There’s a strong case for including marketing staff post-proposal, especially if things didn’t go so well with the client.
I have long told my clients that requesting a debriefing after a selection has been made should be a standard conclusion of their firm’s “win work” proposal process – whether their team was selected for the project or not.
A debriefing session does a number of valuable things for your firm:
- It tells you what the client liked about your proposal or presentation, so you can do more of that when pursuing other work with them or other clients.
- It tells you what the client didn’t like, so you can do less of that or avoid doing that altogether on future pursuits for that or other clients.
- It signals to the client that you really want to work with them and hope to make the debriefing a learning session.
But a debriefing can also be a treacherous time – especially if your firm wasn’t selected for the project – depending on who attends the session. If the principal in charge and the project manager go to the debriefing, and the client is 100 percent honest about where they thought your experience, approach, or proposed staffing section fell short, there is a 50-50 chance that one or both of your attendee(s) may become defensive, and possibly even belligerent and argumentative.
Such behavior does nothing positive for your future relationship with the client, who might be an entity with whom you really want to work if you can only figure out how to please them.
Having a member of the marketing staff attend the debriefing results in several important benefits for your firm and its representatives:
- A marketing staff member has nothing about which to become defensive. He/she can be a calming influence, and can quash a potentially offensive response before it manifests and takes the session in the wrong direction. The marketing person can take over the discussion if he/she thinks it is taking on a more volatile characteristic than would be desired.
- A marketing staff member knows there is more to being selected than the technical information. The firm’s reputation and processes to ensure superior client service can be as important a discriminator in the selection process as the firm’s technical experience and product.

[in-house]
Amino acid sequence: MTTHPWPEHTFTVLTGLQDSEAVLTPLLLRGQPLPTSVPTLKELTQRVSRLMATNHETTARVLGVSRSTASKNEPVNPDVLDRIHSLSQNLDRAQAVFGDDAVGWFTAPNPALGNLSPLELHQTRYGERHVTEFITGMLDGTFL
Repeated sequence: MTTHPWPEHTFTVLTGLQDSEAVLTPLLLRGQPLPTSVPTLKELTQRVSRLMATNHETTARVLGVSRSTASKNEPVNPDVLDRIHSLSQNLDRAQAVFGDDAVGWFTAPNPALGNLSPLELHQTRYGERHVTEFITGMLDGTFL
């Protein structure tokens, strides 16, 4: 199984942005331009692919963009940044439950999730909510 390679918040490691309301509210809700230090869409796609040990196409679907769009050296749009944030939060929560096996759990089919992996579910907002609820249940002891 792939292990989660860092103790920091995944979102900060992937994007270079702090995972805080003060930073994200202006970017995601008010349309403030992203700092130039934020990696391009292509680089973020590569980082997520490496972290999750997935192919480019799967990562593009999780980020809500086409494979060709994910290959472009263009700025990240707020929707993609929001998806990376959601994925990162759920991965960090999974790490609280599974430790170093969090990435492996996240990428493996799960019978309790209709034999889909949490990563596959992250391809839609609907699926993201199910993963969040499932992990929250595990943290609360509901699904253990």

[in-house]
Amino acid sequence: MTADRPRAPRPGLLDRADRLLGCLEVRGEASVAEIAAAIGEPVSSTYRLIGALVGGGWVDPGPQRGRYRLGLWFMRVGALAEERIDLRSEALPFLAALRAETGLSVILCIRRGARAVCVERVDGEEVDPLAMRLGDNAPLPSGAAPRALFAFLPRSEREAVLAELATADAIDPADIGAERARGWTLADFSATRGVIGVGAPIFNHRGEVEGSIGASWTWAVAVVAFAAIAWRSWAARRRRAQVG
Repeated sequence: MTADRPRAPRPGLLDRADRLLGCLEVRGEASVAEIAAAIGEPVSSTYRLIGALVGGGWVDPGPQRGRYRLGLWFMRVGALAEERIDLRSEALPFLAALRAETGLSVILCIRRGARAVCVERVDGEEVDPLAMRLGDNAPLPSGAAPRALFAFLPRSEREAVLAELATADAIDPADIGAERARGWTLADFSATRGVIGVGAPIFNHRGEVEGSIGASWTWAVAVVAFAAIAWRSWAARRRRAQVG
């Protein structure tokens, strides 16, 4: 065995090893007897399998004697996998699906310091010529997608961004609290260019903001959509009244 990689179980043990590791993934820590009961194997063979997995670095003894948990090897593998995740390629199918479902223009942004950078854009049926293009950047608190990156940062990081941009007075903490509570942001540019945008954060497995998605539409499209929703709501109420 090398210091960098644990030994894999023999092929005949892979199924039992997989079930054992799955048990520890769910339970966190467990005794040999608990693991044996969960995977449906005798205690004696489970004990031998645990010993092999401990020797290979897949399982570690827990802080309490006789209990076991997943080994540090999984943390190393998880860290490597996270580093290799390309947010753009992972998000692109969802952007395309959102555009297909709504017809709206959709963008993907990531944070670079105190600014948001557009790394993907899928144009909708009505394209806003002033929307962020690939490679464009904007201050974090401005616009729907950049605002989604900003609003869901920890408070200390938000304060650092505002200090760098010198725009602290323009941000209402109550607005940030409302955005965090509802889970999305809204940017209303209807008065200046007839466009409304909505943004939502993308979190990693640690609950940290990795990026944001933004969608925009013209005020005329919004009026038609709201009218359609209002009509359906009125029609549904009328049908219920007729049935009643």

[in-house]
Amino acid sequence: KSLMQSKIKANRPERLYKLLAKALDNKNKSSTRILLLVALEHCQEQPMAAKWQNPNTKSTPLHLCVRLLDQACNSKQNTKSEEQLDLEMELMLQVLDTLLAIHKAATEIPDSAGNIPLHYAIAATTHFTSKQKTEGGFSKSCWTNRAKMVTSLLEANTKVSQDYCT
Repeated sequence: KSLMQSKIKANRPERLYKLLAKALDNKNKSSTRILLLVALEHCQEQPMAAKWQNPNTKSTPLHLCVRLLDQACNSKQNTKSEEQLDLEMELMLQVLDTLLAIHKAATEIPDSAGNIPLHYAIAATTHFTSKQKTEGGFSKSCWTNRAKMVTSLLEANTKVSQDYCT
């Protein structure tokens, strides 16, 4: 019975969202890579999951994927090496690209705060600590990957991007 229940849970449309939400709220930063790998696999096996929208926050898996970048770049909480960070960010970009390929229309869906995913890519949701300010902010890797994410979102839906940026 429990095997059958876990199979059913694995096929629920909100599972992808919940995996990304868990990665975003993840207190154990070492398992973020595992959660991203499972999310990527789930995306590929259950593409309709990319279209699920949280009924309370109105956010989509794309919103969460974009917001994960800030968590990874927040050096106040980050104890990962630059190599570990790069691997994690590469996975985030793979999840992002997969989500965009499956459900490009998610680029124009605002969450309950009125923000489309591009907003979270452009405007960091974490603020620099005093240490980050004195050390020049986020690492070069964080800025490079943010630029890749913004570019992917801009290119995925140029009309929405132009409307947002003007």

Marketing staff are sensitive to the client’s response to both the content and the look of a proposal. Most of the technical folks focus on the client’s response to the proposal’s technical approach, project experience, and proposed staffing. But marketing staff will also be sensitive to the client’s response to the look of the proposal, such as:
- Did the cover make them want to open the document?
- Did the page layout make for an inviting read?
- Was the page so cluttered with unnecessary graphics that the most important information was hard to find?
- Did the use of certain kinds of graphic images (i.e. clip art) make the document look something less than professional?
- Did the PIC or PM insist on ignoring the lessons learned from previous pursuits with this client, such as adding the client’s logo to the page layout despite the suggestion from marketing staff that the client might not like this?
In addition, when not selected, there is a comparison to be made with the selected firm. A marketing person won’t hesitate to ask the client what he/she liked or didn’t like about the winner’s proposal. The technical folks often do not think to ask this; they are only concerned with what they did that was good or bad.
Given the range of concerns to be discussed during a debriefing session, and the need to ensure that a calm discussion doesn’t deteriorate into “the last time that client ever talks to us,” one might even make the case that all debriefings should be attended only by marketing staff, with the principal and project manager given an opportunity to suggest questions, but not the opportunity to attend.
Bernie Siben, CPSM, is owner and principal consultant with The Siben Consult, LLC, an independent A/E marketing and strategic consultancy located in Austin, Texas. He can be reached at 559.901.9596 or at firstname.lastname@example.org.